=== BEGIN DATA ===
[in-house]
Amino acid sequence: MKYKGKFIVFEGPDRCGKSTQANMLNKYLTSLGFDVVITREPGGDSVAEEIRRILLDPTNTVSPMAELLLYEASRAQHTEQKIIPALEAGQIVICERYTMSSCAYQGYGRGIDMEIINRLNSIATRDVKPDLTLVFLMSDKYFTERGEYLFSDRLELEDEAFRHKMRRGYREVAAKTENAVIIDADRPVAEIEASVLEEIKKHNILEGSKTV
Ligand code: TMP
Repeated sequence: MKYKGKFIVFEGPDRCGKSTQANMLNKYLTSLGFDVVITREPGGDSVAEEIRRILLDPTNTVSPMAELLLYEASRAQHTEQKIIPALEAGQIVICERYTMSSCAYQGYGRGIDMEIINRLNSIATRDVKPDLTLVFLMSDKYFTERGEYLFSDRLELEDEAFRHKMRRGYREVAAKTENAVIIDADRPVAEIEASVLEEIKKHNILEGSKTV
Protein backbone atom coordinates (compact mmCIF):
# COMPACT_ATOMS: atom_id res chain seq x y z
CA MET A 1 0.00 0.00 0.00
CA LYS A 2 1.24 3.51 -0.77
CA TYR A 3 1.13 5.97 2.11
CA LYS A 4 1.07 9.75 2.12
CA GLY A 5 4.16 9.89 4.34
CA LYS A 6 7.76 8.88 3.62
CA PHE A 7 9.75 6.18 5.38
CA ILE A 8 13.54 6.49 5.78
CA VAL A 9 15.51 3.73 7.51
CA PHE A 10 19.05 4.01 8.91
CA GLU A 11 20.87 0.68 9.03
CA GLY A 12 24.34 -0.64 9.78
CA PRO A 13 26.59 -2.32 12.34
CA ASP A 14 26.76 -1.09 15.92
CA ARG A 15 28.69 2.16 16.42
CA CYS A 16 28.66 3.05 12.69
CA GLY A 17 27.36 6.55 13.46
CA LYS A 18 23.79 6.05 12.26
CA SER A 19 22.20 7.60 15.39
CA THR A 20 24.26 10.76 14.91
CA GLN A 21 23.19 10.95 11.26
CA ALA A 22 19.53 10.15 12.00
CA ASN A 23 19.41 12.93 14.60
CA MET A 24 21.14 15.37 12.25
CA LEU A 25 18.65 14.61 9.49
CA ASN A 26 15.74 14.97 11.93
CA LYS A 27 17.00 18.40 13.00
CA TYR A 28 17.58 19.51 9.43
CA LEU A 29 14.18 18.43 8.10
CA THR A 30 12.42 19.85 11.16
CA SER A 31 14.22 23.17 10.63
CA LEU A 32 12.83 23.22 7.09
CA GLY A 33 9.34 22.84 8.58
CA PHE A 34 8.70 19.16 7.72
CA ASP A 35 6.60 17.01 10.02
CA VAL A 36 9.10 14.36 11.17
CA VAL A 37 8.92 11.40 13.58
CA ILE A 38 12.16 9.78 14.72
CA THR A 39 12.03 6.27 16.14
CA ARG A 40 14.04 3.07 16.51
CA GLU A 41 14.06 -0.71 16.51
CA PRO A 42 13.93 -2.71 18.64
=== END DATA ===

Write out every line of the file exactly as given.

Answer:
[in-house]
Amino acid sequence: MKYKGKFIVFEGPDRCGKSTQANMLNKYLTSLGFDVVITREPGGDSVAEEIRRILLDPTNTVSPMAELLLYEASRAQHTEQKIIPALEAGQIVICERYTMSSCAYQGYGRGIDMEIINRLNSIATRDVKPDLTLVFLMSDKYFTERGEYLFSDRLELEDEAFRHKMRRGYREVAAKTENAVIIDADRPVAEIEASVLEEIKKHNILEGSKTV
Ligand code: TMP
Repeated sequence: MKYKGKFIVFEGPDRCGKSTQANMLNKYLTSLGFDVVITREPGGDSVAEEIRRILLDPTNTVSPMAELLLYEASRAQHTEQKIIPALEAGQIVICERYTMSSCAYQGYGRGIDMEIINRLNSIATRDVKPDLTLVFLMSDKYFTERGEYLFSDRLELEDEAFRHKMRRGYREVAAKTENAVIIDADRPVAEIEASVLEEIKKHNILEGSKTV
Protein backbone atom coordinates (compact mmCIF):
# COMPACT_ATOMS: atom_id res chain seq x y z
CA MET A 1 0.00 0.00 0.00
CA LYS A 2 1.24 3.51 -0.77
CA TYR A 3 1.13 5.97 2.11
CA LYS A 4 1.07 9.75 2.12
CA GLY A 5 4.16 9.89 4.34
CA LYS A 6 7.76 8.88 3.62
CA PHE A 7 9.75 6.18 5.38
CA ILE A 8 13.54 6.49 5.78
CA VAL A 9 15.51 3.73 7.51
CA PHE A 10 19.05 4.01 8.91
CA GLU A 11 20.87 0.68 9.03
CA GLY A 12 24.34 -0.64 9.78
CA PRO A 13 26.59 -2.32 12.34
CA ASP A 14 26.76 -1.09 15.92
CA ARG A 15 28.69 2.16 16.42
CA CYS A 16 28.66 3.05 12.69
CA GLY A 17 27.36 6.55 13.46
CA LYS A 18 23.79 6.05 12.26
CA SER A 19 22.20 7.60 15.39
CA THR A 20 24.26 10.76 14.91
CA GLN A 21 23.19 10.95 11.26
CA ALA A 22 19.53 10.15 12.00
CA ASN A 23 19.41 12.93 14.60
CA MET A 24 21.14 15.37 12.25
CA LEU A 25 18.65 14.61 9.49
CA ASN A 26 15.74 14.97 11.93
CA LYS A 27 17.00 18.40 13.00
CA TYR A 28 17.58 19.51 9.43
CA LEU A 29 14.18 18.43 8.10
CA THR A 30 12.42 19.85 11.16
CA SER A 31 14.22 23.17 10.63
CA LEU A 32 12.83 23.22 7.09
CA GLY A 33 9.34 22.84 8.58
CA PHE A 34 8.70 19.16 7.72
CA ASP A 35 6.60 17.01 10.02
CA VAL A 36 9.10 14.36 11.17
CA VAL A 37 8.92 11.40 13.58
CA ILE A 38 12.16 9.78 14.72
CA THR A 39 12.03 6.27 16.14
CA ARG A 40 14.04 3.07 16.51
CA GLU A 41 14.06 -0.71 16.51
CA PRO A 42 13.93 -2.71 18.64